by Michael Dougherty
My father once told me in a rain-worn Irish pub: “If there’s a roadblock, climb over it.” I once crawled through a construction pit that broke up a Los Angeles sidewalk because I was going to be late for a movie. I lost my shoe, too. So, my dad was preaching to the choir. I am reminded of it, though, as the Sochi Winter Games are underway and there are more than a few hundred athletes who face similar roadblocks. The tenacious ones understand already some variation of my father’s advice, but Russia poses interesting challenges because it has had to revamp its infrastructure to accommodate these athletes for the very first time on home soil.
The callous might believe that not enough has been done. The language difference can be troublesome. The elevators don’t work properly. Ramps are hard to find. Certainly, the desire to see Russia fail, an odd facet of human nature within popular culture, colors the expectations that followed them into the opening ceremonies last week.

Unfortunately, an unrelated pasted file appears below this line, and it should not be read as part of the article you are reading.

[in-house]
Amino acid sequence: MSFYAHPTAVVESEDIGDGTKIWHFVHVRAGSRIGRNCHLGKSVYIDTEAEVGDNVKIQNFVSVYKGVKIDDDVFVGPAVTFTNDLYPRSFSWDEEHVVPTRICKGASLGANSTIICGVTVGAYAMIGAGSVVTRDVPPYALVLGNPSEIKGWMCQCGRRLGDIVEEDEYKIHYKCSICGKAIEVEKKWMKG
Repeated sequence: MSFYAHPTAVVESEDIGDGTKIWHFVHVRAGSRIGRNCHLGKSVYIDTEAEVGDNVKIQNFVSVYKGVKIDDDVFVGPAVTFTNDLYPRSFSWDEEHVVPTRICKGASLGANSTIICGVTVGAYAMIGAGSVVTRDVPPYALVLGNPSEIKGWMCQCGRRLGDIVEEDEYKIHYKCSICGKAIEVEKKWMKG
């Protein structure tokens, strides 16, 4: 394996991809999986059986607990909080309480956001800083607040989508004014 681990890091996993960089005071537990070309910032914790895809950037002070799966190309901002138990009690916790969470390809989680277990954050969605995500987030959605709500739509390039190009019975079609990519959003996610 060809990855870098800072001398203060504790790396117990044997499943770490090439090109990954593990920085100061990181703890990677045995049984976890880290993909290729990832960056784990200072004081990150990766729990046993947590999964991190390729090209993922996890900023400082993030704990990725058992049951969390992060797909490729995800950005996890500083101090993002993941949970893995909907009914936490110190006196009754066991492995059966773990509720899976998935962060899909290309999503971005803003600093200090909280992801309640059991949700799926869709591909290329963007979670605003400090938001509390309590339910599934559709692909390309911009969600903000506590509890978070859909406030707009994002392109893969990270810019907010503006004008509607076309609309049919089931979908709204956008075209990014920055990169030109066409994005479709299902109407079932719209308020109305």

I don’t think this is a mistake and it has to do with all these volunteers offering their time and space to us. That the volunteers are young people, mostly college age, means a great deal, even if it’s hard to articulate now. The Russian government has made some abhorrent political decisions that show them as bullying rather than powerful. The pernicious cloud of disability maltreatment hangs over the Sochi Paralympics and the Russian people. The next generation of Russian citizens, though, hold the power to keep changing their country and its attitudes. Enough of them together could shift the cultural tide toward a more inclusive and humanistic one, devoid of ancient prejudices, possessed of a new compassion. A government is only as good as its people will allow it and the old regime, even the current one, stands on shaky ground because myopia and fear-mongering hold back progress. Yet, these everyday youth clearly have it in them to seize back the political soul of their nation by not collaborating with oppression and keeping their hands reaching out to those in need. As Tony Kushner wrote in “Angels in America”: “And only in politics does the miraculous occur.” There is a miracle here waiting for the future, a new Perestroika for the disenfranchised.